Wednesday, July 20, 2005

The Fan

The Fan by Hunter Davies
Hunter Davies
Pomona Press
ISBN: 1904590020; Paperback, 352pp

As a season-ticket holder for both Tottenham Hotspur and their
North London rivals Arsenal, Hunter Davies has a stronger claim
than most to the title of "The Fan".
His loyalties lie with Spurs (he shares his Highbury seat with another
semi-regular), but as he explains with his trademark good humour,
his true passion is the game of football itself.
That love, though, is not unconditional. In his collection of observations of the game between 1996 and 2003 - first published in his fortnightly
column in The New Statesman - the prolific and celebrated
author is clearly unhappy with the direction the British game has
taken in an era when Sky dictates kick-off times and players earn
tens of thousands of pounds a week before the bum-fluff has been
blown from their chins.
Like many supporters with middle-class sensibilities, Hunter had
a satellite dish installed only when it dawned on him that any attempt
to face down the Murdoch media juggernaut would be self-defeating,
depriving him, as it would, of his raison d'etre - long afternoons
and evenings in front of the box, soaking up anything from the Champions
League to the French lower divisions.
The original format for his musings mean the chapters can seem unconnected
- a diary this is not. But all of the important occasions are there:
Euro 2000, the departure of "our Kev" and the arrival of Sven, the
World Cup in Japan and South Korea, and the stirrings of Rooney-mania.
In between we are treated to entertaining digressions - set out
in short, pithy chapters - on everything from following Carlisle
United, Davies's topsy-turvy diet, his neighbours in the stands,
the FA, Sky (again), Julie Burchill's excruciating attempt to explain
David Beckham's sex appeal, Prince William's support for Aston Villa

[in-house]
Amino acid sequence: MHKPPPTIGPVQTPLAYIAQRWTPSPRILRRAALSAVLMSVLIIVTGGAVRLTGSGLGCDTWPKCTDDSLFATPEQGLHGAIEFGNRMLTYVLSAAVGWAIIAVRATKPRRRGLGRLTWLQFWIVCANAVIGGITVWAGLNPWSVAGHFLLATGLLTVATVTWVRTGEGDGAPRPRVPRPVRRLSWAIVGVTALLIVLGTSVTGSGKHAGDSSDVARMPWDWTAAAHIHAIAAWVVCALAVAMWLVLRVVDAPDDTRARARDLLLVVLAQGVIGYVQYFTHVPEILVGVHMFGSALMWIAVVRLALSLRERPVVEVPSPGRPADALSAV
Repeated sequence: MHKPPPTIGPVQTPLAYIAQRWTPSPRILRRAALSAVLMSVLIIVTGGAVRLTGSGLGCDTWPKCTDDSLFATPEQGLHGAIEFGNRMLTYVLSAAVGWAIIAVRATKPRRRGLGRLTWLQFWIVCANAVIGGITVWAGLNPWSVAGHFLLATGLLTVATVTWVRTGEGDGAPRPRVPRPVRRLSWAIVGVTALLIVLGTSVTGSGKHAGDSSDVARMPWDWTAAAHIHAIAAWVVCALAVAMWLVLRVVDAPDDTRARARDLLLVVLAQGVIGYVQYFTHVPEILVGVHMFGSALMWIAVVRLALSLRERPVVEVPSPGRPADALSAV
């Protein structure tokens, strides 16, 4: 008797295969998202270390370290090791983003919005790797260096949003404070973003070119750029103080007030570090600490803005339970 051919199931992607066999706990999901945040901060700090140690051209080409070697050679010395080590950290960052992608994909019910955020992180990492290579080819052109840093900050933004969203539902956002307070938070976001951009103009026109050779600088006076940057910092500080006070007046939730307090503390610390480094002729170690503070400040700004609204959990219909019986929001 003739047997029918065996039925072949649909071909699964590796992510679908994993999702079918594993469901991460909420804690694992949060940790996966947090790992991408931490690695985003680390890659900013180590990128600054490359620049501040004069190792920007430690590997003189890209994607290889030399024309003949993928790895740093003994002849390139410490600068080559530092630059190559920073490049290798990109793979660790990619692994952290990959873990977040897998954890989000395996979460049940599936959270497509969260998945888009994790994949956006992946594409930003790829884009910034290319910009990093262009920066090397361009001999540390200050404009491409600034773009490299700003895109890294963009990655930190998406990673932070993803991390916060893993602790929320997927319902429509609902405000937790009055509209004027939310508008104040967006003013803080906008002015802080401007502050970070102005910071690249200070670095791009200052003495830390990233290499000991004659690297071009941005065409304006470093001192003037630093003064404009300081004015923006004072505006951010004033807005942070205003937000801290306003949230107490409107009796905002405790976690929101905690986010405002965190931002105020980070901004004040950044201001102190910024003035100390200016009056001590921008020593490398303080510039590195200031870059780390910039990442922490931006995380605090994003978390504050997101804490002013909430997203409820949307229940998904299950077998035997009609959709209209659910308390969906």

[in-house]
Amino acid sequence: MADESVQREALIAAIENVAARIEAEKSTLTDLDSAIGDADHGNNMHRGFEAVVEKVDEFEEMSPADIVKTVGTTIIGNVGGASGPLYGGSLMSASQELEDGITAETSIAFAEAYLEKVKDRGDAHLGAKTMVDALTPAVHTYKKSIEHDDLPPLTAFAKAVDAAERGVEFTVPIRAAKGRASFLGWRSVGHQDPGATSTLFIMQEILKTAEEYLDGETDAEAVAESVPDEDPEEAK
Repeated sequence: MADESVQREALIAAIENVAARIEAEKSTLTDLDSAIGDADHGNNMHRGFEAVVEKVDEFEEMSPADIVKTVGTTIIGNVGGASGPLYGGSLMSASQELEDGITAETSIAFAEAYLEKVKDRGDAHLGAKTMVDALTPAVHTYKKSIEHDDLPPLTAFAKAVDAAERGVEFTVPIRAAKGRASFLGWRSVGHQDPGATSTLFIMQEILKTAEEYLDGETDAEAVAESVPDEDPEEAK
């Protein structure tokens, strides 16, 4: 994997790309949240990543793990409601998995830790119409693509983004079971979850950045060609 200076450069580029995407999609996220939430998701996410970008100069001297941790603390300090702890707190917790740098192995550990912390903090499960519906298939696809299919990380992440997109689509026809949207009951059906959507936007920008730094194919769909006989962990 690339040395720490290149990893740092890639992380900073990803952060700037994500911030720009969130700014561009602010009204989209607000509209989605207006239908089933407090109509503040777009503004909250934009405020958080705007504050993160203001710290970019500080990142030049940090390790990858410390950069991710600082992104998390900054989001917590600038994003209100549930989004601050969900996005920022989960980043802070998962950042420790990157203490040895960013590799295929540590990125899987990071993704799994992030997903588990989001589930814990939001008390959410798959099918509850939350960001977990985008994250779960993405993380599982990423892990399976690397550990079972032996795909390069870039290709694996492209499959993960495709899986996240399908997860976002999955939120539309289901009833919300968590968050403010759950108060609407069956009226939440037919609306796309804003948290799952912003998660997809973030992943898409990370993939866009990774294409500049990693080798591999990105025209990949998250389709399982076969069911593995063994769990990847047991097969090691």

and, in a more serious vein, Spurs' latter-day neglect of their
elderly former legend, Bill Nicholson.
There are also vignettes from the Davies household, usually involving
genteel digs at his wife, who, despite her preference for evenings
alone at the theatre or cinema, probably knows more about football
than her hubby lets on.
Who, after all, could have lived with a man of Davies's obsessive
nature for so long and not be influenced by it?
The reader's time in his company is limited to a few hours over
300-plus pages, but his seductive techniques, buttressed by amiability
and humour, are no less sharp for that. For most of us a season
spent watching football at White Hart Lane is a terrifying prospect,
but one imagines being able to sit next to Davies at his wryest
every other Saturday would make it more than bearable.
Compared with the (surely worn-out) fandom genre whose writers delight
in recalling pints sunk and noses split, or miles clocked and funny
foreigners encountered, Davies occupies another football universe.
As a highly recommended close-season read through "The Fan" should
prove, "Hunt" is no mere "supporter with a pen," but, happily for
us, a first-rate writer who happens to be barking about "footer".

Justin McCurry

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